Up and Down like a toilet seat.”
How many times have you heard that said about someone who can’t sit still.
But why is the good name of the toilet seat taken in vain?
Why is a toilet seat usually lifted by a man and left down by a woman?
In the steam train era, a message was printed on each toilet. “Gentleman lift the seat”.
It was difficult to decide what that meant.
Was it offered as a social comment? Gentlemen lift the seat. If you don’t lift the seat, then you’re no damn gentleman. Or was it some sort of loyal toast. Gentlemen! Lift the seat! Thank you, you may
Research though you might, there is nothing down the ages to suggest anything other than men are incapable of accurately controlling their ‘Jimmy Riddle’ (who thought that one up) and manage to sportingly spray their pee across a much wider lateral range than is accounted for by the design of the toilet’s bowl.
This lack of design thought seems to be a solely Anglo-Saxon blind spot.
In most other parts of the world, toilets are manufactured with a wide porcelain base containing a hole and two wall handles, requiring either sex to straddle the facility, legs apart no matter what the gender.
In fact, so little attention was paid to sit down toilets in France that every public convenience in major cities had a female attendant at their entrance jealously guarding single sheets of utilitarian toilet paper which demanded the purchase price of one franc. The unwary visitor or cheating native would be sadly embarrassed by hearing the stentorian voice of Madame calling after them.
Monsieur, Madame, le papier, le papier. And of course, village versions as represented in the novel Clochemerle were even less sensitive to privacy of any sort, the loo looking more like a bus stop with a sheet of metal around it.
Much more interesting is when flush toilets were invented. The common story of course is that the crude word for adult dislikes entered the language through its inventor Sir Thomas Crapper.
Wrong. The original flush loo came on the scene in the 16th century, created by a godson of Queen Elizabeth I Sir John Harrington in 1592.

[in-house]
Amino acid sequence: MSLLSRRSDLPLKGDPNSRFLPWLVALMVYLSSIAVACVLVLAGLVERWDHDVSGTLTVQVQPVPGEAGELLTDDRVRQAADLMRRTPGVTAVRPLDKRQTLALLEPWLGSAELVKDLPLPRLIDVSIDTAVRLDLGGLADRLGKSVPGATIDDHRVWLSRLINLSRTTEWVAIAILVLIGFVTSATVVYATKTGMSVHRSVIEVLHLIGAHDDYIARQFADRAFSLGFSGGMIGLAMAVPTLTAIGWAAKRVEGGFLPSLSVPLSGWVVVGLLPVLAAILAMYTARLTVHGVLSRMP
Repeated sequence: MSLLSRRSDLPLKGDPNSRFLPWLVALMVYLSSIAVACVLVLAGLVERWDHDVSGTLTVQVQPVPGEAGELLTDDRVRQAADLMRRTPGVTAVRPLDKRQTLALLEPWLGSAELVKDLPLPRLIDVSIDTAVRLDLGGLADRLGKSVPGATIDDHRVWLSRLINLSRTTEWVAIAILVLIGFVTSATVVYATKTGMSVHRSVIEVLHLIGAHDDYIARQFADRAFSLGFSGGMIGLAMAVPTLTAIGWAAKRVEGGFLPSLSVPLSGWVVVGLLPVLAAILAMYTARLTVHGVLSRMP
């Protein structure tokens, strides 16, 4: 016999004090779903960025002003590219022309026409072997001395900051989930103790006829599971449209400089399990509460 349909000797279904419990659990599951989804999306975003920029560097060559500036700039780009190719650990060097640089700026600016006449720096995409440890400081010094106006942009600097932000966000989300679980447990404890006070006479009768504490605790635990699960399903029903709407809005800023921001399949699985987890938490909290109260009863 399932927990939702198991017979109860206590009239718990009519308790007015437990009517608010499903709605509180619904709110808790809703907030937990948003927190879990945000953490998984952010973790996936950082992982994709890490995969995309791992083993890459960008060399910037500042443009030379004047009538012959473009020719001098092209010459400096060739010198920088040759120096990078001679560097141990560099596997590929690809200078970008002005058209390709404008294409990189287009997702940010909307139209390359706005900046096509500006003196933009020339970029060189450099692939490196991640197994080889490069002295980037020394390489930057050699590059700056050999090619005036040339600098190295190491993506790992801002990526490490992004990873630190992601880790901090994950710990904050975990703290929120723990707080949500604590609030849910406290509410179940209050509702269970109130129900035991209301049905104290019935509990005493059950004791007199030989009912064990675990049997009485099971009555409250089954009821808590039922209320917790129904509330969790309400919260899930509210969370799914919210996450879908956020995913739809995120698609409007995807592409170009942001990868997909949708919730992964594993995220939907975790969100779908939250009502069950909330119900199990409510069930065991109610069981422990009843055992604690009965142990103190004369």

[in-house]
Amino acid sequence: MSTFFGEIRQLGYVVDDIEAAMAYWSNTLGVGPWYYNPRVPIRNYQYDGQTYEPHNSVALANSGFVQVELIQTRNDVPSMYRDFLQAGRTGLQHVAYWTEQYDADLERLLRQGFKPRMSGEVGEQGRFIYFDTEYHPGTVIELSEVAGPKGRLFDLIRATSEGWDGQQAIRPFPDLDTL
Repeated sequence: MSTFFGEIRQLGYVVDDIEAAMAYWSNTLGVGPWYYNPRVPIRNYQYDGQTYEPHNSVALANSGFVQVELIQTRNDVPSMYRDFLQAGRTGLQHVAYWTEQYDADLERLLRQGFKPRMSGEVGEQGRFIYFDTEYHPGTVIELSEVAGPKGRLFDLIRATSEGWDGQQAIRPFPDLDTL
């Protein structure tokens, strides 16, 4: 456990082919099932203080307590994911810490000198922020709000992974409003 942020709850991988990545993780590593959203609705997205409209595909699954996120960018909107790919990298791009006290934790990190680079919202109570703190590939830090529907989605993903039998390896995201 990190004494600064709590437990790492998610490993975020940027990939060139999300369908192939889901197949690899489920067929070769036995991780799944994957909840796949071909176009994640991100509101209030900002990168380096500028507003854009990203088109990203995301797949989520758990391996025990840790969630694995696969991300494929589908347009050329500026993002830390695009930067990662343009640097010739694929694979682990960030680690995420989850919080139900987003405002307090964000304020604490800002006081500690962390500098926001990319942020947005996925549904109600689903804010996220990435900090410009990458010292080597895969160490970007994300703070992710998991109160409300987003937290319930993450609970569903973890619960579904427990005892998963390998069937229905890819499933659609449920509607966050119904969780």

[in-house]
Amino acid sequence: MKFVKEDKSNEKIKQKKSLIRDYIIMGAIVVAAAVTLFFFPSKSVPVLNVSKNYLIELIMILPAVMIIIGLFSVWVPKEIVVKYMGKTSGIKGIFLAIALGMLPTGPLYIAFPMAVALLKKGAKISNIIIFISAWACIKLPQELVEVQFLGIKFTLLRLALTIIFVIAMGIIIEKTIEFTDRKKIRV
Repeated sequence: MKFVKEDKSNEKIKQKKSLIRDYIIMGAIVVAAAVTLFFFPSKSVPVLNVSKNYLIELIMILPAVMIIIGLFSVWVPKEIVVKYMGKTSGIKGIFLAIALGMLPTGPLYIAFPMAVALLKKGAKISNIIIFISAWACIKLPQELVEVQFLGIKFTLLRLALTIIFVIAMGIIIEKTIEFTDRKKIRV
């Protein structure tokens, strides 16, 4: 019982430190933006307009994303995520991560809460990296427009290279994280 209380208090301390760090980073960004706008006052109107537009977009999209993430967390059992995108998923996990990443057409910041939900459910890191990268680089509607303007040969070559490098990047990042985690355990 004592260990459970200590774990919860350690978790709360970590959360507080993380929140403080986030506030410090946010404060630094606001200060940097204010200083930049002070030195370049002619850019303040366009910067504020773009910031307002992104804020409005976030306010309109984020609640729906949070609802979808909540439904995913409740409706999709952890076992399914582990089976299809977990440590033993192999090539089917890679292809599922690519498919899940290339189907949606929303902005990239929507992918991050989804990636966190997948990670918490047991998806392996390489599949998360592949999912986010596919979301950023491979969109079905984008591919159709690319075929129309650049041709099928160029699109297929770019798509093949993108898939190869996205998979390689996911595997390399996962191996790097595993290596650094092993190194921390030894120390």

There were other patents after that, but flush toilets are not a modern phenomenon after all but have been designed for the villas of the wealthy from Tudor Times.
The Romans recognised the virtue of flowing water in a loo by building stone seating over streams and rivers. At the height of the Roman Empire, there were more than 140 public toilets in Rome. This early acknowledgement of hygiene however was tempered by a lack of sensitivity for modesty. Toilets were built in rows without walls, doors or other features offering privacy.
This form of toiletry lasted through to the Middle Ages as demonstrated by the extant toilet block in Lewes Priory. The ruins of the lavatory still stand, and the Priory Trust’s artist has given an amusing little sketch of the latrines with monks showing a hint of their bottoms firmly planted on a loo with no seat.
But back to the question of the up or down toilet seat.
The seat and especially the cover are relatively new phenomenon.
The medical fraternity over the ages guessed wrongly about the cause of the spread of disease and it was only in the 20th century that serious attention was paid to human waste as the villain.
And so, the really modern toilet was developed.
Up or down? The arguments are numerous. The toilet lid itself though is simply a case of cleanliness and to some extent smell. Unfortunately, the battle of the sexes over the toilet seat itself, seems nowadays to miss the point, as well as the toilet bowl.
But one scholarly article claims it is a form of male versus female conflict.
The female, researchers argue need a reason to yell at their partner and a toilet seat left up is the perfect foil.
The male on the other hand needs a silent method of resistance to the more ordered lives of their loved ones and so leaves the seat up.
Whether modern society will go along with this argument is open to question.
Often men being overly considerate of their female companions, will stumble to the toilets in the dark, fearful of waking the sleeping beauty by switching on the light.
Like many activities undertaken in a blackout, accuracy is the victim.
So, the toilet seat does often seem to be the cause of domestic conflict.
“You left that bloody seat up again.”
“Yes, love of my life, beautiful lady of my dreams, but it was just so I wouldn’t wake you, darling petal”
Gentlemen lift the seat. Choo, choo, choo, choo, choo choo………. •